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Open Access Research article

The association of mast cells and serotonin in children with chronic abdominal pain of unknown etiology

Tara J Taylor1, Nader N Youssef2, Ravi Shankar1, David E Kleiner3 and Wendy A Henderson1*

Author Affiliations

1 National Institute of Nursing Research, National Institutes of Health, Bethesda, MD, USA

2 Center for Pediatric Functional Gastrointestinal and Motility Disorders, Goryeb Children's Hospital at Atlantic Health, University of Medicine & Dentistry of New Jersey, Morristown, NJ, USA

3 National Cancer Institute, National Institutes of Health, Bethesda, MD, USA

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BMC Research Notes 2010, 3:265  doi:10.1186/1756-0500-3-265

Published: 21 October 2010



Abdominal pain of unknown origin affects up to 20% of school-aged children. Evaluation of children is symptom-based without clear guidelines to investigate molecular mechanisms of abdominal pain. Aberrant molecular mechanisms may increase intestinal permeability leading to interactions between the immune and nervous systems, subclinical inflammation, and visceral pain. This study evaluated the association between interleukin-6 (IL-6), mast cell infiltrates, and serotonin (5-HT) levels in gastrointestinal (GI) biopsies, with perceived abdominal pain in a pediatric cohort.


Clinical data and biopsy samples from pediatric patients (n = 48) with chronic abdominal pain, with and without inflammation were included. Formalin-fixed paraffin-embedded GI biopsies were sectioned and immunohistochemistry performed for IL-6 and 5-HT; mast cells were identified with toluidine blue stain. Histological findings were compared to self-reported abdominal pain between groups.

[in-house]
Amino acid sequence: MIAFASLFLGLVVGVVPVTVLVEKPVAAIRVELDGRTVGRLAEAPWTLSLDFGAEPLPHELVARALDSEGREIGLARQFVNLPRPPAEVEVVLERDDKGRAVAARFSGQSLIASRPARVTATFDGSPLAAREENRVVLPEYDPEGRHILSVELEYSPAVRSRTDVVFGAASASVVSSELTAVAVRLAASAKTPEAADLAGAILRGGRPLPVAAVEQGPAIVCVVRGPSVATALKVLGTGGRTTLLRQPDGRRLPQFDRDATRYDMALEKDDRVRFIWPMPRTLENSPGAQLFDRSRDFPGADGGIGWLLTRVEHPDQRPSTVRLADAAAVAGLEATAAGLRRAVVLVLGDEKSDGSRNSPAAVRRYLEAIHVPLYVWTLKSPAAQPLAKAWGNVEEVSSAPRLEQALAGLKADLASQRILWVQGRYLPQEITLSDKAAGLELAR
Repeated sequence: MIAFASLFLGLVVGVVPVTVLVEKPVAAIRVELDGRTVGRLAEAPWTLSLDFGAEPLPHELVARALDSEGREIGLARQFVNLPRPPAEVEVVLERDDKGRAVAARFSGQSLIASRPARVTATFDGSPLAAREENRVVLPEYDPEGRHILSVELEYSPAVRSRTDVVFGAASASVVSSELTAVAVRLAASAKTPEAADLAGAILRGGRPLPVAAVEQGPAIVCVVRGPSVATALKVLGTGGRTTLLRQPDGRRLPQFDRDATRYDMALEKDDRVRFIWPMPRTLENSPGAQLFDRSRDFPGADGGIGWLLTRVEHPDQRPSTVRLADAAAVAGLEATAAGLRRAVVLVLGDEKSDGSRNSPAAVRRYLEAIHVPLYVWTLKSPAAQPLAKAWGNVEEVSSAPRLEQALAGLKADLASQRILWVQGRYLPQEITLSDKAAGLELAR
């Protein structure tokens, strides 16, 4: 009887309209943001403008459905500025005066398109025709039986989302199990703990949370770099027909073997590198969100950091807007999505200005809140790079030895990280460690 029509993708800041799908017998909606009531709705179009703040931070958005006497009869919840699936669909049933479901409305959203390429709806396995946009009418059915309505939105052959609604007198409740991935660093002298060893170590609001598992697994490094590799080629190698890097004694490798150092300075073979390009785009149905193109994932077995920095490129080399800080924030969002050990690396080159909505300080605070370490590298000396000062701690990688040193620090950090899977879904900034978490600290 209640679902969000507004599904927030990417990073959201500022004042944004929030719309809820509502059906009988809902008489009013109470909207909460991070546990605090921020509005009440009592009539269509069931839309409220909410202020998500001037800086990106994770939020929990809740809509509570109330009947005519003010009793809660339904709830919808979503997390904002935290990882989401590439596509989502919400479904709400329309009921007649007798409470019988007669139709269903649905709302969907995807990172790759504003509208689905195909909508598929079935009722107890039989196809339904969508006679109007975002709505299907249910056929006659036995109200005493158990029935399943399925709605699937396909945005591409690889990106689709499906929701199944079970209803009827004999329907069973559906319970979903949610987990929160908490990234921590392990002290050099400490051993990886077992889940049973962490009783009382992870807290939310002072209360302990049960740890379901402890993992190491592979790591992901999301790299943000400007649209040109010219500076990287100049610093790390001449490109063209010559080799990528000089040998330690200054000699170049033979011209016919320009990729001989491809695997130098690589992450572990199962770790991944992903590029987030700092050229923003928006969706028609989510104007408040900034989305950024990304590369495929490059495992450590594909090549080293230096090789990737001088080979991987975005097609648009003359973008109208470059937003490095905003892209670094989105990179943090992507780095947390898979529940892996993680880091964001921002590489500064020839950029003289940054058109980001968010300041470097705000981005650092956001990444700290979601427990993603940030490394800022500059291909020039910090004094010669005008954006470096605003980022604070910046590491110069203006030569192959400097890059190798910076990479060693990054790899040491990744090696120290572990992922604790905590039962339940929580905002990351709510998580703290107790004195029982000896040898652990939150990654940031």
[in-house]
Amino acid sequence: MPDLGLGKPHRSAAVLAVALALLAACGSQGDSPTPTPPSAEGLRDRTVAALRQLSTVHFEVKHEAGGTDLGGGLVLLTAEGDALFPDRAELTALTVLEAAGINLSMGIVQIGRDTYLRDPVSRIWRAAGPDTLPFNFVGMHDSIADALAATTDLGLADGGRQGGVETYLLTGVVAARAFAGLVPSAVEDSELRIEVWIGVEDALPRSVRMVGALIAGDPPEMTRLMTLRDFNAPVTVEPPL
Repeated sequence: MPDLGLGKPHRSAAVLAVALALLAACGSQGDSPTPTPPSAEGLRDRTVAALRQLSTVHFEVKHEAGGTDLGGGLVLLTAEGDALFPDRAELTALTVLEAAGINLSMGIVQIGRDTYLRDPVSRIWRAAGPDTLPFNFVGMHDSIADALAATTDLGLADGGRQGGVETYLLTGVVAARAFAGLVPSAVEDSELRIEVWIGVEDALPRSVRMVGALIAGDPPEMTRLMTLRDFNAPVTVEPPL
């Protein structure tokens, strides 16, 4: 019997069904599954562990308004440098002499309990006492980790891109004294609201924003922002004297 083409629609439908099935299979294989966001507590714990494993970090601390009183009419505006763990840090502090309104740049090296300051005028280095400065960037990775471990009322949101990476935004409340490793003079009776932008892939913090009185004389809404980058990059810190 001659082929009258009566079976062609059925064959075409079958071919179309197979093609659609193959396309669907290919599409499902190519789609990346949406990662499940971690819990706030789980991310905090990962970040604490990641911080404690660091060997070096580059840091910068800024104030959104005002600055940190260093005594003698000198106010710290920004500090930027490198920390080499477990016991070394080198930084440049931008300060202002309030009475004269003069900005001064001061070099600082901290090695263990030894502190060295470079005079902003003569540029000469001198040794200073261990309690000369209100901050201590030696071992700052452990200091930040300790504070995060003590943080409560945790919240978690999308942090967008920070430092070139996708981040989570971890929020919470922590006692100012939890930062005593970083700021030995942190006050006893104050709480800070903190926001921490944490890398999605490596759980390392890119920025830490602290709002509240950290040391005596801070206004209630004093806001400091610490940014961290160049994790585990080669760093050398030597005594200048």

There was significantly greater IL-6 immunoreactivity in biopsies with confirmed histologic inflammation (p = 0.004). There was a greater number of mast cells per HPF in non-inflammatory biopsies (3.5 ± 2.9) compared to the inflammatory biopsies (2.6 ± 1.8) p = 0.049. The non-inflammatory biopsy group was significantly less likely to respond to standard treatment as evidenced by higher pain reports (p = .018). Mast cells (p = .022) and 5-HT (p = .02) were significantly related to abdominal pain scores.


A potential association between self-reported abdominal pain, number of mast cells, and 5-HT levels, which may contribute to perceived GI pain in pediatric patients may exist.